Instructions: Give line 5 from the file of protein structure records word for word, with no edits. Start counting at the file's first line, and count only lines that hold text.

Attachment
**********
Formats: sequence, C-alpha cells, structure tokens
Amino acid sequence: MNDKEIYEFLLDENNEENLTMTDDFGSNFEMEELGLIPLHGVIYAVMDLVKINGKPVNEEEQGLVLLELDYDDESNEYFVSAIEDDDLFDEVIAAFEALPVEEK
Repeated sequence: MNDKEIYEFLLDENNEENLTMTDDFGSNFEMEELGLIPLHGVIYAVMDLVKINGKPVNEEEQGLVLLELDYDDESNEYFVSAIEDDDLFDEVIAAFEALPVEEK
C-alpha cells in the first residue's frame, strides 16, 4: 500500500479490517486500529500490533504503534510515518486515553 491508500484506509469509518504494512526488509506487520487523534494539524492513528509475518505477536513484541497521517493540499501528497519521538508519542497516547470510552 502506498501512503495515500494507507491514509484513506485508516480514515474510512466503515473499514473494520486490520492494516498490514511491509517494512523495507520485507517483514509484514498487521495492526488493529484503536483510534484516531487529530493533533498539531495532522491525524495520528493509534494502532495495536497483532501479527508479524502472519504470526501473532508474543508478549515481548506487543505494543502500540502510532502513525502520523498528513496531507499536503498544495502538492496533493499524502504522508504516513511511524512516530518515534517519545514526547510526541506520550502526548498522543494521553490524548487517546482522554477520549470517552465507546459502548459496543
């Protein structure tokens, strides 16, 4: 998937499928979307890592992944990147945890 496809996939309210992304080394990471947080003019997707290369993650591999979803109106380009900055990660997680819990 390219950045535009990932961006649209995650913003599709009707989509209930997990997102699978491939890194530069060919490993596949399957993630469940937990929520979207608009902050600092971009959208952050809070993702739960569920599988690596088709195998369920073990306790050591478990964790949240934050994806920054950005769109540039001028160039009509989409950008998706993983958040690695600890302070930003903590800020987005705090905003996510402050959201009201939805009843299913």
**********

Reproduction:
């Protein structure tokens, strides 16, 4: 998937499928979307890592992944990147945890 496809996939309210992304080394990471947080003019997707290369993650591999979803109106380009900055990660997680819990 390219950045535009990932961006649209995650913003599709009707989509209930997990997102699978491939890194530069060919490993596949399957993630469940937990929520979207608009902050600092971009959208952050809070993702739960569920599988690596088709195998369920073990306790050591478990964790949240934050994806920054950005769109540039001028160039009509989409950008998706993983958040690695600890302070930003903590800020987005705090905003996510402050959201009201939805009843299913």